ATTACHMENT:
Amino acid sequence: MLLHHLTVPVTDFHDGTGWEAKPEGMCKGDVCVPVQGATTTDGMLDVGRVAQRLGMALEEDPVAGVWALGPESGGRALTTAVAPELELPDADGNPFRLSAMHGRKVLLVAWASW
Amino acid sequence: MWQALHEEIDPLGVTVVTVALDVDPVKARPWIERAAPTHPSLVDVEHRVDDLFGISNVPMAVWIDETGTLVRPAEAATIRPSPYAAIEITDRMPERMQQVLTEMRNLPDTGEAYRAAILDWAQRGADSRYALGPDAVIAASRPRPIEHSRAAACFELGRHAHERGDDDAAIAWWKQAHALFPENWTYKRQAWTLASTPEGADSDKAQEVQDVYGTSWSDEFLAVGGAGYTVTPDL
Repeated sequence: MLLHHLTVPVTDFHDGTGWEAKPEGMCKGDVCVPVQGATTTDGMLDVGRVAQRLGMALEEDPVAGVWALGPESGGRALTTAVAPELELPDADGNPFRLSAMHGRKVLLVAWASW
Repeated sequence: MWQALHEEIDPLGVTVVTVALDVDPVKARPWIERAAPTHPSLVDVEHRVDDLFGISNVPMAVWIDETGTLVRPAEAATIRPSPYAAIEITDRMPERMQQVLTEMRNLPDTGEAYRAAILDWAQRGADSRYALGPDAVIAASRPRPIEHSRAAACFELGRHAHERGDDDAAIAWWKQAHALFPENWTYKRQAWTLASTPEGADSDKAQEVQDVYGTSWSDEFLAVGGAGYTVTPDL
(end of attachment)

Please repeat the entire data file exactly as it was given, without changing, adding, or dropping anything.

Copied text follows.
Amino acid sequence: MLLHHLTVPVTDFHDGTGWEAKPEGMCKGDVCVPVQGATTTDGMLDVGRVAQRLGMALEEDPVAGVWALGPESGGRALTTAVAPELELPDADGNPFRLSAMHGRKVLLVAWASW
Amino acid sequence: MWQALHEEIDPLGVTVVTVALDVDPVKARPWIERAAPTHPSLVDVEHRVDDLFGISNVPMAVWIDETGTLVRPAEAATIRPSPYAAIEITDRMPERMQQVLTEMRNLPDTGEAYRAAILDWAQRGADSRYALGPDAVIAASRPRPIEHSRAAACFELGRHAHERGDDDAAIAWWKQAHALFPENWTYKRQAWTLASTPEGADSDKAQEVQDVYGTSWSDEFLAVGGAGYTVTPDL
Repeated sequence: MLLHHLTVPVTDFHDGTGWEAKPEGMCKGDVCVPVQGATTTDGMLDVGRVAQRLGMALEEDPVAGVWALGPESGGRALTTAVAPELELPDADGNPFRLSAMHGRKVLLVAWASW
Repeated sequence: MWQALHEEIDPLGVTVVTVALDVDPVKARPWIERAAPTHPSLVDVEHRVDDLFGISNVPMAVWIDETGTLVRPAEAATIRPSPYAAIEITDRMPERMQQVLTEMRNLPDTGEAYRAAILDWAQRGADSRYALGPDAVIAASRPRPIEHSRAAACFELGRHAHERGDDDAAIAWWKQAHALFPENWTYKRQAWTLASTPEGADSDKAQEVQDVYGTSWSDEFLAVGGAGYTVTPDL